Bridging The Point


Talking about “The Point Bridge” in old Pittsburgh is imprecise — there actually were two of them, and at one time they simultaneously were side-by-side.

Today’s Fort Pitt Bridge carrying Interstate 376 now is on that site, feeding the Fort Pitt Tunnels and leading to the western suburbs.

The original Point Bridge, a suspension design built in 1887, and its successor, a cantilever-truss structure opened in 1927, both joined the very tip of Downtown Pittsburgh with West Carson Street.

What’s now called “Point Bridge I” had ornate twin towers and a magic-kingdom kind of look. Point Bridge II was more utilitarian and Pittsburgh-like, looking something like a railroad bridge.

Both were victims of time and progress as transportation to and from the city grew from pedestrian, trolley and horse-drawn to the stricter capacity needs brought on by the proliferation of automobiles and trucks.

When it was time for the first bridge to go, its replacement was built directly beside it, a few feet upstream, so there would be no interruption of traffic.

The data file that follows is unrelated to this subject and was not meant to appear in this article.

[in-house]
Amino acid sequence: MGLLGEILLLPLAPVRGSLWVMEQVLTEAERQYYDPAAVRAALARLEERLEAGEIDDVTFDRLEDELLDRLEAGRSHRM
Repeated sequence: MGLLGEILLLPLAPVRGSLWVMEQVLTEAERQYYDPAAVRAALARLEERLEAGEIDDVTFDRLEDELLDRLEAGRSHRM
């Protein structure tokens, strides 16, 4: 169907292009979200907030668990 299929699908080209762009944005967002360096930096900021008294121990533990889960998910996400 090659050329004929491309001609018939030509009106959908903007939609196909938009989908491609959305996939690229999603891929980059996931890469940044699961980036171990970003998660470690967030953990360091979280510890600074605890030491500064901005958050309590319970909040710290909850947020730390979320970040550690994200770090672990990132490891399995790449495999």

Before television, people were fond of being spectators at construction sites. Photos and stories document how people would watch from both river banks and from the new bridge itself while the original structure was being dismantled.

The other side of the Point, heading to the Northside, also had fancy bridges but neither was named with the word “point” included. They were the Union Bridge  (1875-1907), a lovely wooden structure that had to go because it was too low-slung for commercial river traffic on the Allegheny, and then the Manchester (1915-1969), an ornate steel structure adorned with fanciful sculptures of the warrior Guyasuta, the pioneer Christopher Gist, and fabled characters — steelworker Joe Magarac and coal miner Jan Volkanik.

The Manchester was replaced by today’s Fort Duquesne Bridge, which for six long years was derided as “The Bridge To Nowhere” because state authorities bollixed property acquisition on the North shore and the bridge ended in the sky while land issues were sorted and completing engineering and construction were accomplished.